There are no games, sports fans. What are you gonna do?
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Saddle up for another weekend without sports. They’ve been cancelled in the age of social distancing. No Sweet 16 in the NCAA Division I basketball tournament. No pro basketball and hockey teams jockeying for playoff positions.
And no golfers competing in the WGC Dell Match Play tournament in Austin, Texas — and so no fans buying souvenir golf shirts and expensive beers.
“It’s usually perfect weather, which it is right now. We’ve got the bluebonnets starting to bloom and it’s a perfect time to be walking around a golf course,” said Chad Smith from his home in the Westlake Hills neighborhood of Austin. He had been to every Dell Match Play since 2016. He’ll watch last year’s tournament on the Golf Channel, instead.
It’s a common thread among sports fans. A lot of old games on their go-to channels. Dennis McWilliams has been watching a lot of Longhorn Network. That’s an ESPN channel that shows University of Texas sports.
“I applaud ESPN and Fox Sports for what they’re trying to show us but it’s not our normal fare,” he said. “So we’ve got the Longhorn Network here, which is a lifesaver right now for us in the McWilliams house,” he said.
It just so happens that McWilliams can watch himself on the Longhorn Network sometimes. He played linebacker for the UT football team in the 1990s.
He and his two sons would be watching a lot of college basketball right now, during March Madness. Instead they’re playing a lot of sports video games, like Madden football.
That’s how Lee Tran, an English major at Earlham College, is getting his sports fix, too.
“I’ve just been using this app called Basketball GM. It’s kind of a simulator of an NBA franchise,” he said.
With Basketball GM users sign and trade players. There’s a salary cap and a budget to build your arena and locker rooms. Your franchises success is determined by all these factors.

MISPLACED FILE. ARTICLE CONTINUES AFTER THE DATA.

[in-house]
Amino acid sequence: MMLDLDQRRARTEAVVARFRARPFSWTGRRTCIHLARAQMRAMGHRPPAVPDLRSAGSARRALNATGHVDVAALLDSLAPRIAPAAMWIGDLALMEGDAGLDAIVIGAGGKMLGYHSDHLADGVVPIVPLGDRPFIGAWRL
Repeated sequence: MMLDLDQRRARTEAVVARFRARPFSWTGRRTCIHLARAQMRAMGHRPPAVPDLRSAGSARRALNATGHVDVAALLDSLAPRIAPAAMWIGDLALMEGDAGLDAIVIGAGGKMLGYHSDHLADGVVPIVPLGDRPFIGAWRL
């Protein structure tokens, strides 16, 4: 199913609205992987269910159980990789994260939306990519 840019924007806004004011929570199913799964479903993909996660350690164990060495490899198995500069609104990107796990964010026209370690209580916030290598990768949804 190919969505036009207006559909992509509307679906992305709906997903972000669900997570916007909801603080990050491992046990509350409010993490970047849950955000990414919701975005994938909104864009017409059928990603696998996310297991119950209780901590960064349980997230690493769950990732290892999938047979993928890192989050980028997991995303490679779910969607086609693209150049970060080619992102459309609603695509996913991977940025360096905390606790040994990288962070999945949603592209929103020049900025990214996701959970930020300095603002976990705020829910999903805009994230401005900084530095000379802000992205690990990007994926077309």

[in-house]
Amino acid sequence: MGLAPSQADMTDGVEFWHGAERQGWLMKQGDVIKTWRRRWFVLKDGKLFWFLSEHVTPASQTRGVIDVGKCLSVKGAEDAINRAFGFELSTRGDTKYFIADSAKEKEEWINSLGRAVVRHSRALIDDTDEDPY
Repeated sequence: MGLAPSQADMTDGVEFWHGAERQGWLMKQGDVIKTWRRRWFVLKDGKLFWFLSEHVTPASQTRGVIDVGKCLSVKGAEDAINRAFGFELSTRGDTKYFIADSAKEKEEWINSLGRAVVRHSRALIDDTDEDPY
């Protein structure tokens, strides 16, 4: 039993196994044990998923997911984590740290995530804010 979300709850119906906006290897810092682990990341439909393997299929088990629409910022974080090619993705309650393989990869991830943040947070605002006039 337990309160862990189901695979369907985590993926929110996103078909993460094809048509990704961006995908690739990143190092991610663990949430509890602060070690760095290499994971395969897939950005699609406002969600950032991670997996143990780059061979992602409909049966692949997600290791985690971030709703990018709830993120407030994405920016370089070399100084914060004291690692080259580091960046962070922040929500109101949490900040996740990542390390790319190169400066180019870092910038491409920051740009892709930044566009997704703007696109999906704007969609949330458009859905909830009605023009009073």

“It’s not perfect but it’s something to do,” Tran said.
Something to do. That’s what Eileen Garvey of Dallas is after. Normally, she’d be watching Dallas Mavericks basketball games or Texas Rangers baseball games with her family. Not these days.
“We have been punching in movies and basically TV at night when the sports were on,” she said.
She’s been using her time sheltering in place to tutor her granddaughter and niece on FaceTime. But, honestly, she’s just worried about missing Cowboys games.
“I just pray that (the coronavirus) is gonna be all out of here before football season starts,” Garvey said.
If this were a normal year, the first NFL game would be played on September 10. But the football season, like everything else, is up in the air.
COVID-19 Economy FAQs
So what’s up with “Zoom fatigue”?
It’s a real thing. The science backs it up — there’s new research from Stanford University. So why is it that the technology can be so draining? Jeremy Bailenson with Stanford’s Virtual Human Interaction Lab puts it this way: “It’s like being in an elevator where everyone in the elevator stopped and looked right at us for the entire elevator ride at close-up.” Bailenson said turning off self-view and shrinking down the video window can make interactions feel more natural and less emotionally taxing.
How are Americans spending their money these days?
Economists are predicting that pent-up demand for certain goods and services is going to burst out all over as more people get vaccinated. A lot of people had to drastically change their spending in the pandemic because they lost jobs or had their hours cut. But at the same time, most consumers “are still feeling secure or optimistic about their finances,” according to Candace Corlett, president of WSL Strategic Retail, which regularly surveys shoppers. A lot of people enjoy browsing in stores, especially after months of forced online shopping. And another area expecting a post-pandemic boost: travel.
What happened to all of the hazard pay essential workers were getting at the beginning of the pandemic?
Almost a year ago, when the pandemic began, essential workers were hailed as heroes. Back then, many companies gave hazard pay, an extra $2 or so per hour, for coming in to work. That quietly went away for most of them last summer. Without federal action, it’s mostly been up to local governments to create programs and mandates. They’ve helped compensate front-line workers, but they haven’t been perfect. “The solutions are small. They’re piecemeal,” said Molly Kinder at the Brookings Institution’s Metropolitan Policy Program. “You’re seeing these innovative pop-ups because we have failed overall to do something systematically.”
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